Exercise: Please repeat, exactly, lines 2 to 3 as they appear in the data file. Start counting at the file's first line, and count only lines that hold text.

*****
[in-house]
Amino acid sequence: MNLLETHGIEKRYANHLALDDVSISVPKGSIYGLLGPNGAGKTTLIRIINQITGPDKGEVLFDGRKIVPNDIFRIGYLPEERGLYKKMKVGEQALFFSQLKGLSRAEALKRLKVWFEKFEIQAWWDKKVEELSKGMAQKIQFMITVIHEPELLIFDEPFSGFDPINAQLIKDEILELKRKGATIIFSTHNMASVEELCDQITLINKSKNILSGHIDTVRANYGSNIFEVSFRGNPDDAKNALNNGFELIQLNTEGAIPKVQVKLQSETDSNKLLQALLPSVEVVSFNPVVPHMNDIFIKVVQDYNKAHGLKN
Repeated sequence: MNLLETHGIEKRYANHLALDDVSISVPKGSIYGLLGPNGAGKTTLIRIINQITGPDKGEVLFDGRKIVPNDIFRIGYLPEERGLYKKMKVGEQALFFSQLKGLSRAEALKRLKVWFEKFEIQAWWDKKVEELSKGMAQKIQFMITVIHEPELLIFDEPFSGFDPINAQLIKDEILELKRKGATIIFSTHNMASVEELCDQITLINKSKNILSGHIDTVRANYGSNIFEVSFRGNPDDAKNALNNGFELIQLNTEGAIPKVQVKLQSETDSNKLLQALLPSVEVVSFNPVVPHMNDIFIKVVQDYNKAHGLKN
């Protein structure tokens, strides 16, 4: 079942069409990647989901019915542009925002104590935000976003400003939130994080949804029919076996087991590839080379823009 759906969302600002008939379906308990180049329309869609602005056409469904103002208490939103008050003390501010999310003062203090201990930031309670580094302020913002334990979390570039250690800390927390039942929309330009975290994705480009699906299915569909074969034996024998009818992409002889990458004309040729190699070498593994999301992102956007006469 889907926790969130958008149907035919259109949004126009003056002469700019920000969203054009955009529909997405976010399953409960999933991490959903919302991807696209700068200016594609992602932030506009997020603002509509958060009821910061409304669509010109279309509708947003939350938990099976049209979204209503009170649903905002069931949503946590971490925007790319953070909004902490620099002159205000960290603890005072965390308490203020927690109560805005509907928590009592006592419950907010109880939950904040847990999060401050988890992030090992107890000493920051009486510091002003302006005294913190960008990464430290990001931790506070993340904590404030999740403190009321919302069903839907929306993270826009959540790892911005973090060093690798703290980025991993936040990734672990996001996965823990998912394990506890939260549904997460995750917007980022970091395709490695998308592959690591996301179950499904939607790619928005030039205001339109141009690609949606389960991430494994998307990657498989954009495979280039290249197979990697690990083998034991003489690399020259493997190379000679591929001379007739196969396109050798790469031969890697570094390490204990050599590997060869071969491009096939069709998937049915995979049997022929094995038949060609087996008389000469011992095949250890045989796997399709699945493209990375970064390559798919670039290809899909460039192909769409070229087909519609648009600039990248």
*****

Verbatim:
Amino acid sequence: MNLLETHGIEKRYANHLALDDVSISVPKGSIYGLLGPNGAGKTTLIRIINQITGPDKGEVLFDGRKIVPNDIFRIGYLPEERGLYKKMKVGEQALFFSQLKGLSRAEALKRLKVWFEKFEIQAWWDKKVEELSKGMAQKIQFMITVIHEPELLIFDEPFSGFDPINAQLIKDEILELKRKGATIIFSTHNMASVEELCDQITLINKSKNILSGHIDTVRANYGSNIFEVSFRGNPDDAKNALNNGFELIQLNTEGAIPKVQVKLQSETDSNKLLQALLPSVEVVSFNPVVPHMNDIFIKVVQDYNKAHGLKN
Repeated sequence: MNLLETHGIEKRYANHLALDDVSISVPKGSIYGLLGPNGAGKTTLIRIINQITGPDKGEVLFDGRKIVPNDIFRIGYLPEERGLYKKMKVGEQALFFSQLKGLSRAEALKRLKVWFEKFEIQAWWDKKVEELSKGMAQKIQFMITVIHEPELLIFDEPFSGFDPINAQLIKDEILELKRKGATIIFSTHNMASVEELCDQITLINKSKNILSGHIDTVRANYGSNIFEVSFRGNPDDAKNALNNGFELIQLNTEGAIPKVQVKLQSETDSNKLLQALLPSVEVVSFNPVVPHMNDIFIKVVQDYNKAHGLKN